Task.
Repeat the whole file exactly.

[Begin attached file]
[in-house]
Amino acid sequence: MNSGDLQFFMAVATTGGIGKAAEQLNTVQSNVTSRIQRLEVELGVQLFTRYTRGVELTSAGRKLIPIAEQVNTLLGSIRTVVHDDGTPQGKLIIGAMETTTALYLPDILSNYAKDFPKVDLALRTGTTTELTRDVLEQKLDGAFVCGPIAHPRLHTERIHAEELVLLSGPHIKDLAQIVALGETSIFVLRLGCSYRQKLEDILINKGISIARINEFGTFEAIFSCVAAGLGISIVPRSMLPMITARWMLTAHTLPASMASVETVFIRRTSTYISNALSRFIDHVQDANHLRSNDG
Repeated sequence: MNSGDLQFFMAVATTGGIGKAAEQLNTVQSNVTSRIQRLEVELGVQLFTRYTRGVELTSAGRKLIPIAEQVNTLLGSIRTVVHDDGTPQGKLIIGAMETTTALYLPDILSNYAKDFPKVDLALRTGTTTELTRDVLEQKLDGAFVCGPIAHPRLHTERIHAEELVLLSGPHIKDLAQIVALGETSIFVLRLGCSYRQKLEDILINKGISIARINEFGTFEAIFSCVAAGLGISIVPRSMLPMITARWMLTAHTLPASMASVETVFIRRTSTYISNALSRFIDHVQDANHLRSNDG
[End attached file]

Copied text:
[in-house]
Amino acid sequence: MNSGDLQFFMAVATTGGIGKAAEQLNTVQSNVTSRIQRLEVELGVQLFTRYTRGVELTSAGRKLIPIAEQVNTLLGSIRTVVHDDGTPQGKLIIGAMETTTALYLPDILSNYAKDFPKVDLALRTGTTTELTRDVLEQKLDGAFVCGPIAHPRLHTERIHAEELVLLSGPHIKDLAQIVALGETSIFVLRLGCSYRQKLEDILINKGISIARINEFGTFEAIFSCVAAGLGISIVPRSMLPMITARWMLTAHTLPASMASVETVFIRRTSTYISNALSRFIDHVQDANHLRSNDG
Repeated sequence: MNSGDLQFFMAVATTGGIGKAAEQLNTVQSNVTSRIQRLEVELGVQLFTRYTRGVELTSAGRKLIPIAEQVNTLLGSIRTVVHDDGTPQGKLIIGAMETTTALYLPDILSNYAKDFPKVDLALRTGTTTELTRDVLEQKLDGAFVCGPIAHPRLHTERIHAEELVLLSGPHIKDLAQIVALGETSIFVLRLGCSYRQKLEDILINKGISIARINEFGTFEAIFSCVAAGLGISIVPRSMLPMITARWMLTAHTLPASMASVETVFIRRTSTYISNALSRFIDHVQDANHLRSNDG